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Hearts and Minds, Us and Them, War and Peace

Curtis Johnson shares some insightful -- and potentially inciteful -- views on new ways of thinking about -- and acting on -- the issue of terrorism in an article entitled "Towards Effective Global Influence".  After starting off with a quote from Marine Lt. Gen. Wallace Gregson

"Hearts and minds are more important than capturing and killing people"

Curtis notes the "obsessive reversions to what they know and understand" typically followed by the United States' Defense Department and State Department (and indeed, almost every organization I've ever known), and highlights three key weaknesses in current strategies:

  1. Confusion about the Target Population
  2. Bi-Polar Thinking
  3. Focus on One-Way Influence

He goes on to propose a "robust, integrated, strategic relationship strategy ... requiring deliberate, thoughtful, and costly study; sober reflection; humility; and a flexibility in policy and mindset " ... actions that are extremely challenging for any organization -- or individual, for that matter -- to apply.

Curtis' own organization, the Advanced Concepts Group of Sandia National Labs, is a rather unique collection of individuals who "think different" and thrive on challenging conventional wisdom in a variety of domains that in some way affect the health and/or security of the nation.  Central to Curtis' critique is the prevailing us vs. them (or, perhaps, U.S. vs. them) perspective that appears pervasive among the policymakers in the U.S. government.  Curtis points out that there are many who are neither with us nor against us (yet), and therein lies the opportunity to influence, rather than control, opinions of the moderate majority.  By employing hard-nosed, single-minded, pure-push attempts to control the relationships we have with [people in] other countries, we risk further alienation, isolation and and retaliation.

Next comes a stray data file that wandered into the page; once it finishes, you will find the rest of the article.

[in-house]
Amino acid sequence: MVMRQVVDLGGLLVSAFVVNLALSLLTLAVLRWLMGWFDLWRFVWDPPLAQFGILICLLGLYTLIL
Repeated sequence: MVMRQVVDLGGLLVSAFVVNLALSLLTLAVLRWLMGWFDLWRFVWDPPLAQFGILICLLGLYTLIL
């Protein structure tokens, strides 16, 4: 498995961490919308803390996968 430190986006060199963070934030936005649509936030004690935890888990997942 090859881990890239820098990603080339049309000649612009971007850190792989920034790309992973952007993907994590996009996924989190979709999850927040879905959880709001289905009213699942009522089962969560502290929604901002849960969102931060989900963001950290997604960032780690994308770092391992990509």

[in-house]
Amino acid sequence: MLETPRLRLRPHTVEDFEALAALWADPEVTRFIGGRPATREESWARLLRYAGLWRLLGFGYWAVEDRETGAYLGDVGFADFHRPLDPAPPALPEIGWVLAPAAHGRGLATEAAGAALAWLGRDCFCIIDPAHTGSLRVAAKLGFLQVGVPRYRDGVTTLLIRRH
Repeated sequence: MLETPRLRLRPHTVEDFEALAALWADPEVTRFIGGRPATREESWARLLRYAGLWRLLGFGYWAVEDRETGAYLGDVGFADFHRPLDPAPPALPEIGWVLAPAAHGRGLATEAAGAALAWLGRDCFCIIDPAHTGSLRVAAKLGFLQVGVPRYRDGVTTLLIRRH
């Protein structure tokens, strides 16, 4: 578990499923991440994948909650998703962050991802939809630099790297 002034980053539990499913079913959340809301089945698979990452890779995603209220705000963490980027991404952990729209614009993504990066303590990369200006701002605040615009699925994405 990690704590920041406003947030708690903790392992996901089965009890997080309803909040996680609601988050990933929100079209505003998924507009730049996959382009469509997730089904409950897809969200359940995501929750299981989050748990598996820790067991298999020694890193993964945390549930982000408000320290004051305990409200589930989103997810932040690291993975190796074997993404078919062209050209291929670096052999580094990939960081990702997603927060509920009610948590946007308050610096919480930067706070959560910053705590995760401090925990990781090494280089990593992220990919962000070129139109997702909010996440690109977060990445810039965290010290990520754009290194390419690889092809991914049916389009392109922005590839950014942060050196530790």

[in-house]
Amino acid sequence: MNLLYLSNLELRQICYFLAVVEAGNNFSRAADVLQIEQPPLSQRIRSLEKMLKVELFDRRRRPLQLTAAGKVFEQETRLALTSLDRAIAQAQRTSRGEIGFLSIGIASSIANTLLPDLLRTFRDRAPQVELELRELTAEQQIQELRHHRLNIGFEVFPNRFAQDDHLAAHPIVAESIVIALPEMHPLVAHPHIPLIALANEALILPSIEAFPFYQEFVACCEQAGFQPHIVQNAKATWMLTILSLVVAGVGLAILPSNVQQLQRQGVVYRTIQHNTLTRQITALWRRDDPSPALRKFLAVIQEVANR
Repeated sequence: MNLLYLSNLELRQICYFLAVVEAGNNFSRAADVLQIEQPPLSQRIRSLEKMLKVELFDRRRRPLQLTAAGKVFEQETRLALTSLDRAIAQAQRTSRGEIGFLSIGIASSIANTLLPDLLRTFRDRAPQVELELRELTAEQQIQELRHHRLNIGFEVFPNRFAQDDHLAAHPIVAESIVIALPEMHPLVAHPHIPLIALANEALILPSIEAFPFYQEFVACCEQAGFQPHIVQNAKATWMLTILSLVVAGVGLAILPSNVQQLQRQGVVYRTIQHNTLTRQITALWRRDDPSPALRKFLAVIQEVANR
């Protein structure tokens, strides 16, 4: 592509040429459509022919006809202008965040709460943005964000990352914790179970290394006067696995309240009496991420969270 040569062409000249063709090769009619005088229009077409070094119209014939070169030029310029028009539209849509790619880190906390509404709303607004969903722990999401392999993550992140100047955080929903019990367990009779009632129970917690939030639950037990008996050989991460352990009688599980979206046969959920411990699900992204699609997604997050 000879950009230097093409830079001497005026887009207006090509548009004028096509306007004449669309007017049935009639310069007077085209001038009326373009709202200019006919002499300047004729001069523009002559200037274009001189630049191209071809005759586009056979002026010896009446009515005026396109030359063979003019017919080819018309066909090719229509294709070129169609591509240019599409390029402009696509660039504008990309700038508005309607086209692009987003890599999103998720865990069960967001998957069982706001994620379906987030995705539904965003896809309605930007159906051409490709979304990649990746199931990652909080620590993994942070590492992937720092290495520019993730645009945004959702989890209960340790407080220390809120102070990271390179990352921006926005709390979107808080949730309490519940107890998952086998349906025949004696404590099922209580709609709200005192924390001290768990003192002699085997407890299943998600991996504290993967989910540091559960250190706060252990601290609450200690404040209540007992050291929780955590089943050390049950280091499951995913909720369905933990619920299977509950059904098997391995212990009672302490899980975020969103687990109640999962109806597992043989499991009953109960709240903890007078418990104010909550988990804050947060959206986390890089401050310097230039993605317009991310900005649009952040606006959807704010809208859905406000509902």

I came upon Curtis' article after reading about a workshop on "The Warfare System and Beyond" led by Sam Keen, in which he helps participants recognize, and [hopefully] reverse, the tendencies of people, tribes and nations to dehumanize our enemies.  This reminded me of one of the ACG's focus areas, Future of Warfare, and a "think-fest" they held on the topic recently; one of their observations was that "control is illusory and short-lived" ... a point which Curtis significantly expanded upon in his article.

Personally, I think that Web 2.0 and The Wealth of Networks offer very promising emerging technologies, ideas and models for addressing the problems that Curtis raises.  Unfortunately, given the natural organizational tendency toward "obsessive reversions to what we know and understand", these new trajectories may not be welcome at the Departments of Defense or State, or even Sandia National Labs (though perhaps more welcome at the relatively free-thinking Advanced Concepts Group).  Of course, it's also a question of priorities, and whether the powers that be really want to embrace the hearts and minds of people and achieve real peace, or continue in a state of perpetual war.

Update: Gene Becker has a recent post that reminds me that at least one government agency is willing to implement a "pull" (vs. push) model of interaction:


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